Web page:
Foxconn to Cease Building Towns Around Its Factories – Chairman

Foxconn to Revise Business Model Considerably

by Anton Shilov
06/09/2010 | 12:43 PM

Foxconn Electronics, the world’s largest contract maker of various computer and consumer electronics products, said it would revise its manufacturing model considerably. The company would raise payments to its employees following an array of suicides among workers of Shenzhen factory, but would cease paying compensations and building infrastructure.

 

The Foxconn factory near Shenzhen, which manufactures devices for companies like Apple, Dell or HP, employs around three hundred thousand of people, who live in adjacent campuses, which naturally represent a small town. Terry Gou, the chairman and president of Foxconn, said companies, such as Foxconn, had to build a community from scratch around their factories when they entered China back in the eighties, however, nowadays such social functions have to be returned to the government, reports Financial Times. Apart from dormitories, the campuses also include other facilities, including department stores, sport and leisure facilities and so on.

Recently a number of Foxconn employees committed suicides due to inappropriate working conditions, according to media reports. Each of the employees’ families received compensations from Foxconn.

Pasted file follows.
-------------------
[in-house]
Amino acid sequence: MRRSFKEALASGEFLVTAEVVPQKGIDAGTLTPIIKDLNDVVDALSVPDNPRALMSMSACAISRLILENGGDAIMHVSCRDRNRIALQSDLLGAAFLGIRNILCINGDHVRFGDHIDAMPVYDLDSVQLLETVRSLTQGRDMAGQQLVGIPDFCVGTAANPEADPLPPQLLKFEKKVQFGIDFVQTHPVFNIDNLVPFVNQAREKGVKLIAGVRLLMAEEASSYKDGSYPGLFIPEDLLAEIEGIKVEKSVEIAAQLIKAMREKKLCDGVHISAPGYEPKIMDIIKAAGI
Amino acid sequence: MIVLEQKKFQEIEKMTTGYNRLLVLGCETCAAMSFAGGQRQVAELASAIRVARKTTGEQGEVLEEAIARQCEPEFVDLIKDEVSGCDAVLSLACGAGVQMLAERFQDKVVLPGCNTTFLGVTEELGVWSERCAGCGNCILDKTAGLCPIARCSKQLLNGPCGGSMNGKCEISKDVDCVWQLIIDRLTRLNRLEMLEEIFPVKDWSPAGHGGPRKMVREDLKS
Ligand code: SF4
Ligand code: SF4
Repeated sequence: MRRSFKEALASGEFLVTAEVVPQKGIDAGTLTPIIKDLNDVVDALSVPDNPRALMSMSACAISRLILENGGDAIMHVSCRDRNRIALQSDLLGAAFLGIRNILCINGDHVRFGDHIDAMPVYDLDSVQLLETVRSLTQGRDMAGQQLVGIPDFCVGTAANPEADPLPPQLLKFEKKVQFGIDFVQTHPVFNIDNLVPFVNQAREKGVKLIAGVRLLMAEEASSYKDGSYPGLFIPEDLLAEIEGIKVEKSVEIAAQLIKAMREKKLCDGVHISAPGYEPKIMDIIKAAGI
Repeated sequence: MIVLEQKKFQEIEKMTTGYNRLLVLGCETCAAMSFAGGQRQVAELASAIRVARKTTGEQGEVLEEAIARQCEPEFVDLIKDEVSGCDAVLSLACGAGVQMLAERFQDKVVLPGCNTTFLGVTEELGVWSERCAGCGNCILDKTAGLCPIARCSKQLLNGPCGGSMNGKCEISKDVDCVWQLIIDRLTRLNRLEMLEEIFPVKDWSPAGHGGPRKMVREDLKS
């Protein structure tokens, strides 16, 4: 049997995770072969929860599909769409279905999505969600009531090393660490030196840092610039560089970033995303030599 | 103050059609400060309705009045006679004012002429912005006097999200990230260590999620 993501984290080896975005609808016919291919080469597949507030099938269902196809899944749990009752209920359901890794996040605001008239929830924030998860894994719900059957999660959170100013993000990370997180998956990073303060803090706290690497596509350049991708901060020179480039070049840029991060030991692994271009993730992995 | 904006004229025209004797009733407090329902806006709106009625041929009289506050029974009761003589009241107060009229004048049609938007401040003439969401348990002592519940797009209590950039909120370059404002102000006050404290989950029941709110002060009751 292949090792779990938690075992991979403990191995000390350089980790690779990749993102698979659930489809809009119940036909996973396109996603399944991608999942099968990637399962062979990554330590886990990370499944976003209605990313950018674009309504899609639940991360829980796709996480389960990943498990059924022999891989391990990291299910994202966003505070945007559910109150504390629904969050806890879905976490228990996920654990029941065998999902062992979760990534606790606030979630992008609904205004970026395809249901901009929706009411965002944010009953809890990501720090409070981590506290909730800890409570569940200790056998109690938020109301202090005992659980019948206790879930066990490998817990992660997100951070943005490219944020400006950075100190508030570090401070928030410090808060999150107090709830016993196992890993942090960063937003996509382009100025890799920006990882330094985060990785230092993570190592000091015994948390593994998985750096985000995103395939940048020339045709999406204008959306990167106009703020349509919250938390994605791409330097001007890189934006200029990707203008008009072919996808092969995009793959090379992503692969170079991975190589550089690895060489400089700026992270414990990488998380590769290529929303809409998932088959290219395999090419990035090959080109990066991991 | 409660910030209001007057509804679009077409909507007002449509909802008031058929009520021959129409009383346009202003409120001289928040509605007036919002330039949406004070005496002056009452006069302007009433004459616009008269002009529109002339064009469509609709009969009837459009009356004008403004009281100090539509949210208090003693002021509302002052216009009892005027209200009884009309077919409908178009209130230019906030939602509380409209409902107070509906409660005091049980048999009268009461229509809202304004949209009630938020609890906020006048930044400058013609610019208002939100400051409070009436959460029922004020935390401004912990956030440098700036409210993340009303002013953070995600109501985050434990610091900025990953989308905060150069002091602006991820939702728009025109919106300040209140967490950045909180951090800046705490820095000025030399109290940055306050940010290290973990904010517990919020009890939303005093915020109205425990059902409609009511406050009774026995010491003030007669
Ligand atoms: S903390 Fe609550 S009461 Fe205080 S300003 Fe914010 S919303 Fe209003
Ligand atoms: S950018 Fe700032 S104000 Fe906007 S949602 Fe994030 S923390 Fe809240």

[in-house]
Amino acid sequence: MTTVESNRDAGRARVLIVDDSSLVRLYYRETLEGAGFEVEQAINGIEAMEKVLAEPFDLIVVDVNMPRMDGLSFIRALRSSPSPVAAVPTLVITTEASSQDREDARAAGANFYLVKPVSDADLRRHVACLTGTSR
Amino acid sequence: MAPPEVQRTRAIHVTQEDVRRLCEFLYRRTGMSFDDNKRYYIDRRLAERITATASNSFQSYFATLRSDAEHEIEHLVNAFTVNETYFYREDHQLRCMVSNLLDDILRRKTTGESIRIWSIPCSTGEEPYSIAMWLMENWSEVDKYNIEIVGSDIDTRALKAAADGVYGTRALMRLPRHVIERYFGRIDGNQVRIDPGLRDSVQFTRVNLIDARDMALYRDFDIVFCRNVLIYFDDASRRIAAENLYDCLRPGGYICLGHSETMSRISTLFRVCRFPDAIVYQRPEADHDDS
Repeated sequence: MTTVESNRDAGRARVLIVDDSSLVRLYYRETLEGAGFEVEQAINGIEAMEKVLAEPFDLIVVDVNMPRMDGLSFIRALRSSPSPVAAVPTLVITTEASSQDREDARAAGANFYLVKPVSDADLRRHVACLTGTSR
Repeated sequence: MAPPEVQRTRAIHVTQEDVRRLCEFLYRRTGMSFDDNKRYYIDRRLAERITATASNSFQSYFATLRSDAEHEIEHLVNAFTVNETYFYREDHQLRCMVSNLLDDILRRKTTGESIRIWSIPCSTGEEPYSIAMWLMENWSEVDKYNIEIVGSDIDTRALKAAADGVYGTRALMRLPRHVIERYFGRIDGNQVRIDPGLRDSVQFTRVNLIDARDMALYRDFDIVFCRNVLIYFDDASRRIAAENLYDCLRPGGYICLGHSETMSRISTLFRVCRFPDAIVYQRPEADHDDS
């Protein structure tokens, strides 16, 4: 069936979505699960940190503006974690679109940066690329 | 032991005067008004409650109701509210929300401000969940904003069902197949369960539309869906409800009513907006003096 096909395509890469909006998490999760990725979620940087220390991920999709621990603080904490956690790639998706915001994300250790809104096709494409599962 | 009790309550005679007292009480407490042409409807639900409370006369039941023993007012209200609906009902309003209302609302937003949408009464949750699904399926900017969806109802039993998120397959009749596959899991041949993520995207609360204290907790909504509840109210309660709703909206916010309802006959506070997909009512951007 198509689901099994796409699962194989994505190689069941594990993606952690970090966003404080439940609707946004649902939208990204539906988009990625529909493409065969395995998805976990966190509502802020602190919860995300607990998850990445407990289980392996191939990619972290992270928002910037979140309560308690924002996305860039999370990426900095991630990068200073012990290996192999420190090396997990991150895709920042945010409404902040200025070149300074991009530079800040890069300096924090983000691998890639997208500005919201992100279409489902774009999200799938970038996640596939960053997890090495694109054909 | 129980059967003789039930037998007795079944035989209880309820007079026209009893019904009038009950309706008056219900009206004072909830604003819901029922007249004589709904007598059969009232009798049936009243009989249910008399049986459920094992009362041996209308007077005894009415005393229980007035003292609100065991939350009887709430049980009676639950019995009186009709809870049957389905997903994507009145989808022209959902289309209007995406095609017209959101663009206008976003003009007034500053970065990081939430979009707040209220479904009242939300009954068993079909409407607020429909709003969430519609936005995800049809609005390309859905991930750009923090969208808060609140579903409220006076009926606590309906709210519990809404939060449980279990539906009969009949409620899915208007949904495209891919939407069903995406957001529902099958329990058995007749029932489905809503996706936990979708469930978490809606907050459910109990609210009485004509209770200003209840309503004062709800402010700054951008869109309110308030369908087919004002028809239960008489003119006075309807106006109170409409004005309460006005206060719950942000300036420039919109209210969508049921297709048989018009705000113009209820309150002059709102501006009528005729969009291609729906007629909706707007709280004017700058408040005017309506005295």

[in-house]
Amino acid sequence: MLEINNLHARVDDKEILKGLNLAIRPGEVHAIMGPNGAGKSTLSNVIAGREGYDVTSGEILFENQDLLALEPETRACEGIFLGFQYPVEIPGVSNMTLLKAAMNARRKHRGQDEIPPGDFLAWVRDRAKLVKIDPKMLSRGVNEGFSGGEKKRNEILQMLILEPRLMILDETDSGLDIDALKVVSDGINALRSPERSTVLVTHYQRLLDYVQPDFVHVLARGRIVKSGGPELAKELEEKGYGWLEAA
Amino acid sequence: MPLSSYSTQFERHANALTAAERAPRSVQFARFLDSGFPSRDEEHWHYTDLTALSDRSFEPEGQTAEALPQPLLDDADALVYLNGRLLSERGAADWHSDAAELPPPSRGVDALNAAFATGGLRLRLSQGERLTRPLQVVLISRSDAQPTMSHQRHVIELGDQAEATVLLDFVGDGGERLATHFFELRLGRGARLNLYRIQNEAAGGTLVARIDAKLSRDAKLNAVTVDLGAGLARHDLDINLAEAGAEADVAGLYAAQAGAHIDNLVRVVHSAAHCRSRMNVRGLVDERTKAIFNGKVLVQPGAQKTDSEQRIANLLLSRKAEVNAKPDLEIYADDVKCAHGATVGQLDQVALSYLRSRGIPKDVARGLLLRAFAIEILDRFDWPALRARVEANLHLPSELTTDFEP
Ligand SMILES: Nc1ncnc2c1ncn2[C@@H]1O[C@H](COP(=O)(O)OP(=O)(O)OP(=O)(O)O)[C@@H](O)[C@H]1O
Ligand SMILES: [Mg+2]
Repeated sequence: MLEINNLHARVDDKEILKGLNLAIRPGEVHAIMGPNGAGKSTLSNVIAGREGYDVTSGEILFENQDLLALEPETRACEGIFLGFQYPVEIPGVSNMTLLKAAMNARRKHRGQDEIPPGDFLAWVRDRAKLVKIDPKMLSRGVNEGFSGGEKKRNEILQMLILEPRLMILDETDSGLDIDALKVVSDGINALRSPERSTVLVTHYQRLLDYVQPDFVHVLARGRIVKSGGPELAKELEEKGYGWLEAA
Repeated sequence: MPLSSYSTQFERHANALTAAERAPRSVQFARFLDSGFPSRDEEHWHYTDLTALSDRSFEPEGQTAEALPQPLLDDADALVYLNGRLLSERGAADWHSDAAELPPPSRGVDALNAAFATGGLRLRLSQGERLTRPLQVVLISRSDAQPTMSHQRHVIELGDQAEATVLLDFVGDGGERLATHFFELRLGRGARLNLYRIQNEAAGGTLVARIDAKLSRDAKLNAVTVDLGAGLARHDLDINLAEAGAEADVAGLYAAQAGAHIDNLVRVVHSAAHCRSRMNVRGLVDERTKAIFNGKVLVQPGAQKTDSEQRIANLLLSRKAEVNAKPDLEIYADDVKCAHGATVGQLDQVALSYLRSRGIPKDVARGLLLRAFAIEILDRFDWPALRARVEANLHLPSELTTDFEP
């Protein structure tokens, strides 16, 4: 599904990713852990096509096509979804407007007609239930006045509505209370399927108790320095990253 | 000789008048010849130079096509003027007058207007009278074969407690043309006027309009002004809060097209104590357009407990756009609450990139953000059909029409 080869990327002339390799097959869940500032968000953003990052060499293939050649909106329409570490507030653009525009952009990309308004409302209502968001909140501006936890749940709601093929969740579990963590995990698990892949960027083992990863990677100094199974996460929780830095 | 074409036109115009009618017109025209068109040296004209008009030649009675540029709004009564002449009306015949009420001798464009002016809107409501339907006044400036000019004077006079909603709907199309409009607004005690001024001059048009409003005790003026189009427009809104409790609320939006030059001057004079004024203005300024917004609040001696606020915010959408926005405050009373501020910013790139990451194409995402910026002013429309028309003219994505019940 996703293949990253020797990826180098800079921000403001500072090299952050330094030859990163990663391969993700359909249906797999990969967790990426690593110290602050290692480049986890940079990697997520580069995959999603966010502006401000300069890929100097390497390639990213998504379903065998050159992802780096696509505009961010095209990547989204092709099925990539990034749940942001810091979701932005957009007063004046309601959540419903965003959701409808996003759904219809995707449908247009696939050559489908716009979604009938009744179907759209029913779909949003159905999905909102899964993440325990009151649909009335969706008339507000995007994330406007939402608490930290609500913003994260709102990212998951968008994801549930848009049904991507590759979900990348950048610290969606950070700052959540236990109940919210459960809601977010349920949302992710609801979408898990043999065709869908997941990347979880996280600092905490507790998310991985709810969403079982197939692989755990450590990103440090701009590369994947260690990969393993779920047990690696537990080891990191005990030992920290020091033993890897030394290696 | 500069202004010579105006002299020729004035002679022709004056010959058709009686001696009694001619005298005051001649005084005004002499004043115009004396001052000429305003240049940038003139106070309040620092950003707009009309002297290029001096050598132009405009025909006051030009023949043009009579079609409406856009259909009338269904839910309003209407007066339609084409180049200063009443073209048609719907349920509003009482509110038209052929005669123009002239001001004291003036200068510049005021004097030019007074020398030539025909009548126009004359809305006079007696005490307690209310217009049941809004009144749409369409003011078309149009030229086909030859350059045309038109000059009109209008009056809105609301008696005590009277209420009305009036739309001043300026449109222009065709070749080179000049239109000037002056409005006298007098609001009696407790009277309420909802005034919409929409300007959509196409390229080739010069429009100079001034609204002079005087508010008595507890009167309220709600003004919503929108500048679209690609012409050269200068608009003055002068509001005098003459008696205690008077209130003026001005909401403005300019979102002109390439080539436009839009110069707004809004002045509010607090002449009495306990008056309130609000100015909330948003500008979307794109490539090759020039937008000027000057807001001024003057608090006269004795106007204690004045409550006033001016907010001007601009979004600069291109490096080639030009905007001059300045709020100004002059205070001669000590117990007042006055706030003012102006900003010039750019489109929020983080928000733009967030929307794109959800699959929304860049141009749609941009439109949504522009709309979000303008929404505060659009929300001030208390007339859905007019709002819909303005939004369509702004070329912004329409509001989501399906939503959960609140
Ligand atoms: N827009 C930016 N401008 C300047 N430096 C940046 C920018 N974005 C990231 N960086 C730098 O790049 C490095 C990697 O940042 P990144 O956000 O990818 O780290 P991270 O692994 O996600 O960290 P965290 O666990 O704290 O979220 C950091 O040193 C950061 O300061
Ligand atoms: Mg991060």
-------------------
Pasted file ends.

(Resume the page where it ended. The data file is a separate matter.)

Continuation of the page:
In an attempt to improve motivation of its workers, Foxconn plans to offer a 66% performance-related pay rise from October 1, in addition to a 30% wage increase (to around ¥2000, or $292) announced last week, according to FT. However, the company will no longer build infrastructure objects or objects for its employees and will no longer pay compensations to families of its deceased employees, reports China Economic News Service.

“If a worker in Taiwan commits suicide because of emotional problems, his employer will not be held responsible, but we are taken to task in China because they are living and sleeping in our dormitories," said Terry Gou.

According to the chairman, company would need three to nine months to adjust to the higher labor costs following the implementation of the pay hikes in the fourth quarter this year. At its shareholders’ meeting in Hong Kong, Chen Weiliang, chairman of Foxconn International Holdings, indicated that the company was studying how to pass the higher costs from the pay hikes to its clients and expects to complete negotiation for price hikes with clients in two to three months